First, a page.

“That being said, the system is not perfect,” Kathleen says. “New expats find it challenging to navigate. Most of the staff only speak Spanish (except for some of the doctors in the larger hospitals in San José). Wait times are long for non-emergency procedures; which have been exacerbated by the pandemic. Therefore, many expats choose a blending of both the public and private healthcare systems.”

A good number of Costa Rican doctors work in both sectors, have studied in North America or Europe, and most speak English. The country has three JCI-certified medical centers in San José. This is the highest worldwide accreditation that medical centers can receive based on a scale of various international criteria. These private hospitals and clinics offer more efficiency and a higher level of personalized care.  That translates to private rooms, modern equipment, and air conditioning, but also the need for private insurance or an immediate payment out of pocket before treatment.

It is possible to purchase private health insurance policies from familiar companies like CIGNA and Aetna, or the local Costa Rican private insurance, INS, from agents locally in Costa Rica. This is the most expensive route, but these policies are still significantly cheaper compared to purchasing a similar policy in the US. If you are seeking coverage for pre-existing conditions or are over a certain age, you may not qualify.

As an alternative, Costa Rica offers a private healthcare discount program called Medismart. For as little as $14 per person per month, you buy into a discounted rate on private in-network hospitals, clinics, doctors, specialists, and even prescriptions.

Some expats also choose to “self-insure” or pay out of pocket for all their healthcare needs at private hospitals and clinics, especially if they are younger or in good health. The costs can be as little as a third or less of what the same procedure costs in the U.S.

Costa Rica has also become a top destination for dental and medical procedures that may not be covered by insurance, as well as elective procedures like plastic surgery and Lasik.   There are many world-class surgeons in this arena and savings can be as much as 50 to 70% compared to the U.S.— including your recovery vacation in Costa Rica. The industry has become so big that you will find a number of companies who can plan the trip from start to finish, including a recovery hotel and activities for your guests who accompany you on the journey.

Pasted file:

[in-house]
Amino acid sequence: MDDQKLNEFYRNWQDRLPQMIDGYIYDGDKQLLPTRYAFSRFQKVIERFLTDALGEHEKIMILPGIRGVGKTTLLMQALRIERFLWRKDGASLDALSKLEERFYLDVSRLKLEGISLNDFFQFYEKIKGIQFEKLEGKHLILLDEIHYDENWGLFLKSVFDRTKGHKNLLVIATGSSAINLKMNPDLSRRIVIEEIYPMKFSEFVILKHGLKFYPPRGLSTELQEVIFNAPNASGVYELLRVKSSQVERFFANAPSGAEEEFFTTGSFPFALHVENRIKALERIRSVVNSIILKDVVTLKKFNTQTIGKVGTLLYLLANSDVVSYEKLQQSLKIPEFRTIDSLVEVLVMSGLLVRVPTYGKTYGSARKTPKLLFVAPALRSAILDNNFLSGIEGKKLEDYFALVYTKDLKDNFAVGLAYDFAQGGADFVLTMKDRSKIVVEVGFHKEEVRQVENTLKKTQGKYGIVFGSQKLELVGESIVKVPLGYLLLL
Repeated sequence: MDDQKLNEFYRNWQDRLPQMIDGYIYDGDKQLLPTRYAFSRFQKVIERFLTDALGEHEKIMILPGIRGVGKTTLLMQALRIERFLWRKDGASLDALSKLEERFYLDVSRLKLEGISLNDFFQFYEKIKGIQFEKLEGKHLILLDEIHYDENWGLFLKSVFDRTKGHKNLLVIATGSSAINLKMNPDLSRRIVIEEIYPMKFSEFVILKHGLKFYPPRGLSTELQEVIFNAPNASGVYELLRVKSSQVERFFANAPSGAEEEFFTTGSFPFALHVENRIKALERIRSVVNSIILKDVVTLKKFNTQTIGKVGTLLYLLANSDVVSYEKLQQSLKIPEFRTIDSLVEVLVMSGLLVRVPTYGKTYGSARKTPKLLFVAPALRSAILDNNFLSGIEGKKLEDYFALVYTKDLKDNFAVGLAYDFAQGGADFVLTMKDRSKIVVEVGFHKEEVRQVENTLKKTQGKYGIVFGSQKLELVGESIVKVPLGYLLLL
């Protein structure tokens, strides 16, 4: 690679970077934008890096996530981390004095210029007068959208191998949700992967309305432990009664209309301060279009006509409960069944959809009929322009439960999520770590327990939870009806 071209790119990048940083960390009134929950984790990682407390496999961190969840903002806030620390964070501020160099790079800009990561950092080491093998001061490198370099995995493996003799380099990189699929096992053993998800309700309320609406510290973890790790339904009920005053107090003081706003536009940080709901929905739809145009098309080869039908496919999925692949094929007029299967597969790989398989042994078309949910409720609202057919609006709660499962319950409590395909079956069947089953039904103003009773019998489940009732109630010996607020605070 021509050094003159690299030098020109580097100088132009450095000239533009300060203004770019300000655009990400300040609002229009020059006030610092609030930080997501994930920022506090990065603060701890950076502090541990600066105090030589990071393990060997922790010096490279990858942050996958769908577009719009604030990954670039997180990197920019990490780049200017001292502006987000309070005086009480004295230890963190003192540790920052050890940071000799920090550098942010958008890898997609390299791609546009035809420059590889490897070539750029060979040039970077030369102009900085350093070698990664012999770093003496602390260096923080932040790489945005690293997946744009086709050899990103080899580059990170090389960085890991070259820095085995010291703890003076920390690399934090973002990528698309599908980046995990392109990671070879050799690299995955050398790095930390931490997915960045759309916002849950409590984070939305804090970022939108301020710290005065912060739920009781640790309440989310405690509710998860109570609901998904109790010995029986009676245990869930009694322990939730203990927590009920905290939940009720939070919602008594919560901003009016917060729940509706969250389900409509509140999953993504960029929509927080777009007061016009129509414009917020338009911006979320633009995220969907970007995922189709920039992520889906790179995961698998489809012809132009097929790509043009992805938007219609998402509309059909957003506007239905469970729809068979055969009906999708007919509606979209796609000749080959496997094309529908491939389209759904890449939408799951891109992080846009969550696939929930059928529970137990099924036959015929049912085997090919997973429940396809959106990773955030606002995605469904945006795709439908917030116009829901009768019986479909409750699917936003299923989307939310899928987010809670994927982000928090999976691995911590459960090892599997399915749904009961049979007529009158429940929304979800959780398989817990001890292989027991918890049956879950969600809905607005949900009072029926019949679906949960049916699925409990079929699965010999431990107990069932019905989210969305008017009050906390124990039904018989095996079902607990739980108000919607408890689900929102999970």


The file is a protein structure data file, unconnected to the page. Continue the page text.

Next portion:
Full Guide to Healthcare in Costa Rica here.

1. PORTUGAL

portugal healthcare
©iStock/miroslav_1

Healthcare in Portugal is some of the best in the world, ranked number twelve by the World Health Organization. Doctors are unhurried, willing to listen, answer questions, and offer a solution. “I have never felt rushed like I did when I’d see a doctor in the U.S.,” said Terry Coles, IL’s Portugal Correspondent.

Portugal has some of the finest doctors and medical training available anywhere in the world. Teaching facilities include the School of Health Services at the University of Minho in the north, the Faculty of Medicine at the University of Coimbra in the center, renowned for its expansive research fields and Ph.D. programs, and the Faculty of Medical Sciences of the New University of Lisbon in the south. Many doctors who complete these programs continue to residencies in the UK or other European countries where top-level courses are taught in English, giving them a strong base in the language.

Ten hospitals and sixteen health facilities in the country hold the Joint Commission International “gold stamp of approval.”